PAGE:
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VIDEO: Insect loaded drones take flight over orchards

An insect control program that's been in place in the Okanagan for three decades is reaching for the sky.

The Sterile Insect Release program, which controls coddling moths in apple orchards is now shifting to drones to distribute the sterile moths.

"The flight that's going to service this orchard is going to be about seven or eight minutes long," said SIR Program spokesperson Michelle Cook.

That's less than a third the time it would take for someone on an ATV to make the rounds.

<who>Photo credit: KelownaNow </who>

And it's believed they do a better job of distributing the insects for maximum effect.

"Our research trials have shown that it's going to be better," said Cook, "but we're going to need this season's operational data to know for sure."

Sterilized moths are loaded into what looks like a white bucket beneath the drone.

<who>Photo credit: KelownaNow </who>

Then a small auger gently spills them out periodically as it makes its way around the orchard at an altitude of about 30 metres.

The program sterilizes coddling moths and releases them into orchards where they mate with wild coddling moths.

It reduces the presence of the pests by about 90% while reducing the use of chemicals.

<who> Photo Credit: KelownaNow

"This is an environmentally beneficial program," she said, "because the orchardists have to spray less pesticides to control this insect."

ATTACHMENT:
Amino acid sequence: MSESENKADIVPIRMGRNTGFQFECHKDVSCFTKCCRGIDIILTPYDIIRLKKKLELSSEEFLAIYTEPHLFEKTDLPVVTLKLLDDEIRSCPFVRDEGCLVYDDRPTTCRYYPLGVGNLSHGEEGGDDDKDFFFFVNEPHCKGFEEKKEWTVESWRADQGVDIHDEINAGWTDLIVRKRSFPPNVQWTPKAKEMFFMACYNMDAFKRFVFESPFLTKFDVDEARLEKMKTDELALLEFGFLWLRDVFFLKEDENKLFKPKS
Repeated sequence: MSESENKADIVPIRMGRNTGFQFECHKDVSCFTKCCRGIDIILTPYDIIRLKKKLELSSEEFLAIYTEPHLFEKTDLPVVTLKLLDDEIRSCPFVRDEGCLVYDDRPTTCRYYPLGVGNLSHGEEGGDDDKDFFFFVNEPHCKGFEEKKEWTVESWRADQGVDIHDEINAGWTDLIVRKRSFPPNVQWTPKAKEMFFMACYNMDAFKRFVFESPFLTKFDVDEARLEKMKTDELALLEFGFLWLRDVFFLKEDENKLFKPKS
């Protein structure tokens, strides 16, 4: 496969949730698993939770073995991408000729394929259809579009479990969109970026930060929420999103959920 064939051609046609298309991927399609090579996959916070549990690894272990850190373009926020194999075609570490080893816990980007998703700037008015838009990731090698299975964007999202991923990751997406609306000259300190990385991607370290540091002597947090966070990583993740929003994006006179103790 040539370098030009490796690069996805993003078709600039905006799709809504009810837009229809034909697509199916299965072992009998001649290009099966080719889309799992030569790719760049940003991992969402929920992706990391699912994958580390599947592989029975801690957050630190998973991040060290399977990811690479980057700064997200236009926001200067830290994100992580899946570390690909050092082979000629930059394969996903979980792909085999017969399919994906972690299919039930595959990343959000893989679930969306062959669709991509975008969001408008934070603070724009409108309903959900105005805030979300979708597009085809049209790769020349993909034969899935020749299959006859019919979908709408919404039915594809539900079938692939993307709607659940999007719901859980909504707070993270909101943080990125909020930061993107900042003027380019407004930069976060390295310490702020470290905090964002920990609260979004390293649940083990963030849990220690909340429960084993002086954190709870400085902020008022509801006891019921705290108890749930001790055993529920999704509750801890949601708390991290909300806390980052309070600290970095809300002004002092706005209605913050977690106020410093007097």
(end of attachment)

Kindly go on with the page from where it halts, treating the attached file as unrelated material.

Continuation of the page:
It's the larva produced by the coddling moth that are a problem for apple growers.

"It's the proverbial worm in your apple," she explained.

<who>Photo credit: KelownaNow </who>

In order to launch the new drone program, SIR staff had to train and get certified to operate the drones under the rules set out by Transport Canada.

"We're drone pilots," said Cook, with a grin. "It's been great and it's been a learning experience for sure. We're having a ton of fun learning to fly the drones."

<who>Photo credit: KelownaNow </who>

There are no cameras on the drones, so area residents don't need to be concerned about being spied-upon from the air.

They will only be flying over South and Southeast Kelowna this season, after which the success of the new method will be evaluated.

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